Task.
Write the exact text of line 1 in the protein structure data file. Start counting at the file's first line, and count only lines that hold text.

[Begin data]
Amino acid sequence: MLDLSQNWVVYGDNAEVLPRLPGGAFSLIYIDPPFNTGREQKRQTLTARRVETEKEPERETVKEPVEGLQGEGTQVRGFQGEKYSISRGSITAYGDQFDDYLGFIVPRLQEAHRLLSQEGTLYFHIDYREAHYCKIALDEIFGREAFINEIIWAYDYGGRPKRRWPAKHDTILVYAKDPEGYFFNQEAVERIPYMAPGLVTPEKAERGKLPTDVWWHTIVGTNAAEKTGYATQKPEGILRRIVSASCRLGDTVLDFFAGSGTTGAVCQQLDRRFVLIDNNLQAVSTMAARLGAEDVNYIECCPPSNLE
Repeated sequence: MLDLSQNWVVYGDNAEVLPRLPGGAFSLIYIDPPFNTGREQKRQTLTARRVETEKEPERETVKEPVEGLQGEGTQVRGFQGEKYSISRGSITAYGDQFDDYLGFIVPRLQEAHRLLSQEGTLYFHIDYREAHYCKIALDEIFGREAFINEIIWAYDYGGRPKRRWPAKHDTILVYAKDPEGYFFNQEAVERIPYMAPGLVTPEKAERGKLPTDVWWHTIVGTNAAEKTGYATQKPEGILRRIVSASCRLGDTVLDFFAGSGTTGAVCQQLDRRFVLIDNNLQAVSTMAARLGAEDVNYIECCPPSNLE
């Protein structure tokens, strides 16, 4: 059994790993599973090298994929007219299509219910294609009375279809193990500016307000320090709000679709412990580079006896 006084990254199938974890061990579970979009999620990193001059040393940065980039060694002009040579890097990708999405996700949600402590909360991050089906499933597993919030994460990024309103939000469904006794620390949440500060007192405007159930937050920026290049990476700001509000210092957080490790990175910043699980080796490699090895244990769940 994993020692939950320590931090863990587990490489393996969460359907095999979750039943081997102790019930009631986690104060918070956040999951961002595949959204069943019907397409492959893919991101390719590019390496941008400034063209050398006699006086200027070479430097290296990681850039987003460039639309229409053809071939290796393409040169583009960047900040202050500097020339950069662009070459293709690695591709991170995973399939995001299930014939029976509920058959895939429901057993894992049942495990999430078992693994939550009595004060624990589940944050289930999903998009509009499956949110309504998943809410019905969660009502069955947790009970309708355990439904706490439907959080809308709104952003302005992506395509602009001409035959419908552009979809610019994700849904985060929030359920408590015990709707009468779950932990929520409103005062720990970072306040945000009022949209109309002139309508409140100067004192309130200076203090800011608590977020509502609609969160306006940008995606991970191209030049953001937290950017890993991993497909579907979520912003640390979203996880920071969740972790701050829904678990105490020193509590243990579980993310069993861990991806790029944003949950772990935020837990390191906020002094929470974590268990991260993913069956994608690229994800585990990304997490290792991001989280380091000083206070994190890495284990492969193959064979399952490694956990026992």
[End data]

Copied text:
Amino acid sequence: MLDLSQNWVVYGDNAEVLPRLPGGAFSLIYIDPPFNTGREQKRQTLTARRVETEKEPERETVKEPVEGLQGEGTQVRGFQGEKYSISRGSITAYGDQFDDYLGFIVPRLQEAHRLLSQEGTLYFHIDYREAHYCKIALDEIFGREAFINEIIWAYDYGGRPKRRWPAKHDTILVYAKDPEGYFFNQEAVERIPYMAPGLVTPEKAERGKLPTDVWWHTIVGTNAAEKTGYATQKPEGILRRIVSASCRLGDTVLDFFAGSGTTGAVCQQLDRRFVLIDNNLQAVSTMAARLGAEDVNYIECCPPSNLE